The Bob Moog Foundation's, MARC DOTY, has posted a video to YouTube in which he states that French inventor Maurice Martenot met Leon Theremin, was inspired by him, and because of that he went on to invent the ondes martenot.
This is wrong.
The theremin and the ondes were invented entirely independently of one another, and Lev Termen and Maurice Martenot did not meet until a brief encounter in 1927 when Lev was in Paris introducing his instrument to the French public. By that time, the first generation ondes had already been built and it was introduced just a few months later on the same stage where the theremin had been demonstrated.
The interesting question is: which instrument was invented first? The ondes or the theremin?
There is good reason to believe that the ondes was conceived before the theremin because Maurice Martenot was publicly demonstrating the heterodyne phenomenon to his fellow soldiers in the French army prior to the end of World War One (1914 - 1918). Martenot was a radio operator, and he would amuse the troops in his spare time by playing tunes "gesturally" using his radio equipment, and would broadcast the melodies from the loudspeaker on the truck (le petit camion gris) that carried his mobile wireless equipment.
Martenot's biographer, Jean Laurendeau (MAURICE MARTENOT: LUTHIER DE L'ELECTRONIQUE) says the sound was compared by some who heard it to a wailing chihuahua, so the "instrument" was dubbed "the Mexican dog" (le chien méxicain). We are told that Martenot played simple, familiar melodies like AU CLAIR DE LA LUNE.
Lev Termen, according to his biographer Albert Glinsky, did not begin experimenting with the possibilities afforded by Lee De Forest's audion tubes until sometime around 1920 when Lev went to work for Abram Ioffe at the Physico-Technical Institute in St. Petersburg. This means that the concept of making music using the heterodyne principle was first explored by Martenot as much as two years before Lev Termen had the same idea. It also seems that the discovery of the heterodyne phenomenon itself was serendipitous on the part of both Martenot and Termen, and neither would have discovered it at all had it not been for De Forest's invention of 1906.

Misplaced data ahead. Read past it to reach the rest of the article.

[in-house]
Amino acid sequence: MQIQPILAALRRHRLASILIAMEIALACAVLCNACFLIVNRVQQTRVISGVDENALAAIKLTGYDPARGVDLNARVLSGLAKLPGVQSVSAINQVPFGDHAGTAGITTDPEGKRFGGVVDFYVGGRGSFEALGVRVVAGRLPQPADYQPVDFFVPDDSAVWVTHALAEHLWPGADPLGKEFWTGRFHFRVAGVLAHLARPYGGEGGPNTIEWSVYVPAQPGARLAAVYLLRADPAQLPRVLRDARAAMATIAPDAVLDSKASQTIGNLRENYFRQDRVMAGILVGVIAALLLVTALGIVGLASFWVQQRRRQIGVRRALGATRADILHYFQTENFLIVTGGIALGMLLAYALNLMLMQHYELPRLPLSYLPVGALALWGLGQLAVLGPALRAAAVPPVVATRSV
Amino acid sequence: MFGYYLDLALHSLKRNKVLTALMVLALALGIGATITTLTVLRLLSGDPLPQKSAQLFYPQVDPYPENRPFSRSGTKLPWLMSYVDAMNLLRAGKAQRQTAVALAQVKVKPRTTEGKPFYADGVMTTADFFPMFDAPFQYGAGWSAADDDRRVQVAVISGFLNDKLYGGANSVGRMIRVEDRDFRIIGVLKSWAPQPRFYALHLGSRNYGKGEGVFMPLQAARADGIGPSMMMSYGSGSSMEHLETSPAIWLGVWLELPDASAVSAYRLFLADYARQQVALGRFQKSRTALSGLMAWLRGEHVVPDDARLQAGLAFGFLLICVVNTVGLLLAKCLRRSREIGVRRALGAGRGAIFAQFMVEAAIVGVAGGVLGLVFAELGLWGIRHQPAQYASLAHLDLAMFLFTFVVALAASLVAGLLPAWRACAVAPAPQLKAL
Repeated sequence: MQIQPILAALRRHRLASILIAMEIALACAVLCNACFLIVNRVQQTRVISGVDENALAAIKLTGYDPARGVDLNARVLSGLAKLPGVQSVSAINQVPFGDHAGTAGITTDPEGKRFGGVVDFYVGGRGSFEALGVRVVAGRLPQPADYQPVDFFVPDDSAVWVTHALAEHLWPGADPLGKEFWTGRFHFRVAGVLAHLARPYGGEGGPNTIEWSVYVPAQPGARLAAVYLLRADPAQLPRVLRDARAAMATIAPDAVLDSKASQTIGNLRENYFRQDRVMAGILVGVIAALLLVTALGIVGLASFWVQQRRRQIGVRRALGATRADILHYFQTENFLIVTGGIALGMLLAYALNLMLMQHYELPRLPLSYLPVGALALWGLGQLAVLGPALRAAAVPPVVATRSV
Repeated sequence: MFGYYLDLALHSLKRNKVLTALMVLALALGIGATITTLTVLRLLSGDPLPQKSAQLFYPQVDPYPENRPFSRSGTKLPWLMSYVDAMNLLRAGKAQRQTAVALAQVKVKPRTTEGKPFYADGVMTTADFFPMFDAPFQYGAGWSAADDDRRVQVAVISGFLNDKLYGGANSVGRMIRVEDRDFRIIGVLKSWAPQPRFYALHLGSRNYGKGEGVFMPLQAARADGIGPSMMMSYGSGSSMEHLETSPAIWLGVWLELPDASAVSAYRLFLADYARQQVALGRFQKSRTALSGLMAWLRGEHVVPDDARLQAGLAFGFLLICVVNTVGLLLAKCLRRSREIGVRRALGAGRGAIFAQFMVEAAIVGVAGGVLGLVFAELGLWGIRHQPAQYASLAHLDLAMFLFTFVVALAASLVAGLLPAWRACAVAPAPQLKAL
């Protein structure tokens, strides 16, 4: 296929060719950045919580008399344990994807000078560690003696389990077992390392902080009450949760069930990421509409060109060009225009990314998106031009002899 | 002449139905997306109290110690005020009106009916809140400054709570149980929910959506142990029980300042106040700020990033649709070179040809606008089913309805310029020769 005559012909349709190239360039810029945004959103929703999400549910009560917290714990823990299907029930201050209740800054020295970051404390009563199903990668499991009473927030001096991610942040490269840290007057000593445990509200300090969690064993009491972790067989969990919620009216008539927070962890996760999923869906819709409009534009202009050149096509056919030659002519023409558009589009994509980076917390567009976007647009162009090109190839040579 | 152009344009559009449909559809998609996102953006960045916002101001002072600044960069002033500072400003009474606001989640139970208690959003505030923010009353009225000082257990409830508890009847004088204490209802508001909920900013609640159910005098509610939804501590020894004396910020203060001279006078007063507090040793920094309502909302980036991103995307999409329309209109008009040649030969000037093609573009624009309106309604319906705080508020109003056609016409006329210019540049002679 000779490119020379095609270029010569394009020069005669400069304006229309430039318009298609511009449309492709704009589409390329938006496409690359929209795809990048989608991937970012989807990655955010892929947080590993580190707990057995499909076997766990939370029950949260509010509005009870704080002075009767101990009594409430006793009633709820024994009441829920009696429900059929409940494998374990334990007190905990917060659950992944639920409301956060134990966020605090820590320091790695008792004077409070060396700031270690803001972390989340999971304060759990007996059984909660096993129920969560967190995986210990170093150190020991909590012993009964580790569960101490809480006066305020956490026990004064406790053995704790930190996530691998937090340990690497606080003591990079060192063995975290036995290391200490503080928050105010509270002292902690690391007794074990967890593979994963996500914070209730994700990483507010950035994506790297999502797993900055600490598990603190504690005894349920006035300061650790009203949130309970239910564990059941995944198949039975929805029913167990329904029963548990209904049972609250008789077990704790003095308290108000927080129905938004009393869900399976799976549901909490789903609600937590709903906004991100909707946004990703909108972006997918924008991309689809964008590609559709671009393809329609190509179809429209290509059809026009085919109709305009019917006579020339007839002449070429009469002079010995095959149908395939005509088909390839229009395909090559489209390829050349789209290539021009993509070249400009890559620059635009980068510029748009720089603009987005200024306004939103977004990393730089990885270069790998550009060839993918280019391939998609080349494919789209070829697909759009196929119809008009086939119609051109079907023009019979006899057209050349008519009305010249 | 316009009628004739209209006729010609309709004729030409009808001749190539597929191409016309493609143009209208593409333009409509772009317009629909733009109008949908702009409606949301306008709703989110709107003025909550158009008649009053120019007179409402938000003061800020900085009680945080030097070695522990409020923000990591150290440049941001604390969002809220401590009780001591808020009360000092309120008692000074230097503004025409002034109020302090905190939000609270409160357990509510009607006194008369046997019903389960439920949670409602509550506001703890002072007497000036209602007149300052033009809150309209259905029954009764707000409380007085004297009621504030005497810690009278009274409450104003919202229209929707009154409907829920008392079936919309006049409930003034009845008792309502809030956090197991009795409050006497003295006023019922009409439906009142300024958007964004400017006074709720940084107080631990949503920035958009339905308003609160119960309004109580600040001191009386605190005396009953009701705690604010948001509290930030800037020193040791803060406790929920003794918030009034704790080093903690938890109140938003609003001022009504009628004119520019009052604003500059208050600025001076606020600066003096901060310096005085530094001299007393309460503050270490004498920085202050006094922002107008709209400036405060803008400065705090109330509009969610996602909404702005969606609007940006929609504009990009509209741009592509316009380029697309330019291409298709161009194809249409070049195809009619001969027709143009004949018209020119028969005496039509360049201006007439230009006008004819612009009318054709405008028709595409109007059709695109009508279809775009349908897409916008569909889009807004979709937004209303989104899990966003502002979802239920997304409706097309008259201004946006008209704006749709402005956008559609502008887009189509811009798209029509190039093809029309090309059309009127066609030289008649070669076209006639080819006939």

Martenot and Termen met again in America in the 1930's, and great hopes were entertained for their collaboration and the future of music, but nothing ever came of their encounters.
The fact is, Martenot did not believe that the theremin was viable as a musical instrument because it was too limited in regard to what it could do, and much too difficult to control with accuracy and precision. The first generation ondes was very theremin-like, but Martenot abandoned the concept and went on to devise an instrument similar to the so-called "tannerin" of the late Paul Tanner. Following that, he added a floating keyboard to the instrument and a toggle that allowed the player to switch easily from "ribbon control" to "keyboard control".
Unfortunately, the instrument was doomed by the great expense of manufacturing. When Martenot died in 1980, he left the business to his sons who promptly went bankrupt!
Efforts have been made to revive the ondes but it has been an uphill battle because of the availability of a wide variety of highly versatile modern synthesizers and ribbon control devices.